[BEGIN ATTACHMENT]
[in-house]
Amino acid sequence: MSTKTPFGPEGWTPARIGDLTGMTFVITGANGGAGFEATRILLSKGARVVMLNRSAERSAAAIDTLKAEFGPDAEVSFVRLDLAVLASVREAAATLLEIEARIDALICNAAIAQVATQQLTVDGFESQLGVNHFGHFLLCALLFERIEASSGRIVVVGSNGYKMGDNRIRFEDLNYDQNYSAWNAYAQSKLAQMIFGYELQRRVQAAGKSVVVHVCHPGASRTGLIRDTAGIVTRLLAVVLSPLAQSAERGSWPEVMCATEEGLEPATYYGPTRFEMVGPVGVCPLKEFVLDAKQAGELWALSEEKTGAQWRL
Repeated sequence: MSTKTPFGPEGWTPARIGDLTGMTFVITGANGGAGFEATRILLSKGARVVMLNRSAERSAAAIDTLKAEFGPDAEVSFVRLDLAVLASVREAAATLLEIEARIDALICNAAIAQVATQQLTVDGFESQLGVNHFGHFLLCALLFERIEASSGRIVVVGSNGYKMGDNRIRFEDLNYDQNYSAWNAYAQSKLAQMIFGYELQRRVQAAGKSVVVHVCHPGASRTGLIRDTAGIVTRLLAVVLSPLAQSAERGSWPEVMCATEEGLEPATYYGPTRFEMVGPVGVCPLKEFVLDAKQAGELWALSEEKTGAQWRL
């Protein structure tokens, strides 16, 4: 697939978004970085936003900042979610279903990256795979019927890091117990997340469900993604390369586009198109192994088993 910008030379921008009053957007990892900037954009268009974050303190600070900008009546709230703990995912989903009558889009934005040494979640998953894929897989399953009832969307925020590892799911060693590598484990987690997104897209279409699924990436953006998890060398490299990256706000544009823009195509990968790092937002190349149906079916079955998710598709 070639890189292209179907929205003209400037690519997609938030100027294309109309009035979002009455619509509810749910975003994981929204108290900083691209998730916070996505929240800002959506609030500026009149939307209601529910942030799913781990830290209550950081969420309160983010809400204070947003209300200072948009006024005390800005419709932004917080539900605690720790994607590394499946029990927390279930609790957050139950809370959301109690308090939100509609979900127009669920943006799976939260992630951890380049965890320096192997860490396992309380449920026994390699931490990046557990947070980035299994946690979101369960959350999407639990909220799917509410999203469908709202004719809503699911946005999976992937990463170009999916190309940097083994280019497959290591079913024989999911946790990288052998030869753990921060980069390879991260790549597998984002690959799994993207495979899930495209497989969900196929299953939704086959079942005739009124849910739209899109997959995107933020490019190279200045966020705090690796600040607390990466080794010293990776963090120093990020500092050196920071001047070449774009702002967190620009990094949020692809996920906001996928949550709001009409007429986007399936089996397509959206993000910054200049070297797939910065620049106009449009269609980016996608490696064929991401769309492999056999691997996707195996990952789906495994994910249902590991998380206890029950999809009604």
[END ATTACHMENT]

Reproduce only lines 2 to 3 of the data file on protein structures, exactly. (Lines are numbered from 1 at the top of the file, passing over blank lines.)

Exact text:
Amino acid sequence: MSTKTPFGPEGWTPARIGDLTGMTFVITGANGGAGFEATRILLSKGARVVMLNRSAERSAAAIDTLKAEFGPDAEVSFVRLDLAVLASVREAAATLLEIEARIDALICNAAIAQVATQQLTVDGFESQLGVNHFGHFLLCALLFERIEASSGRIVVVGSNGYKMGDNRIRFEDLNYDQNYSAWNAYAQSKLAQMIFGYELQRRVQAAGKSVVVHVCHPGASRTGLIRDTAGIVTRLLAVVLSPLAQSAERGSWPEVMCATEEGLEPATYYGPTRFEMVGPVGVCPLKEFVLDAKQAGELWALSEEKTGAQWRL
Repeated sequence: MSTKTPFGPEGWTPARIGDLTGMTFVITGANGGAGFEATRILLSKGARVVMLNRSAERSAAAIDTLKAEFGPDAEVSFVRLDLAVLASVREAAATLLEIEARIDALICNAAIAQVATQQLTVDGFESQLGVNHFGHFLLCALLFERIEASSGRIVVVGSNGYKMGDNRIRFEDLNYDQNYSAWNAYAQSKLAQMIFGYELQRRVQAAGKSVVVHVCHPGASRTGLIRDTAGIVTRLLAVVLSPLAQSAERGSWPEVMCATEEGLEPATYYGPTRFEMVGPVGVCPLKEFVLDAKQAGELWALSEEKTGAQWRL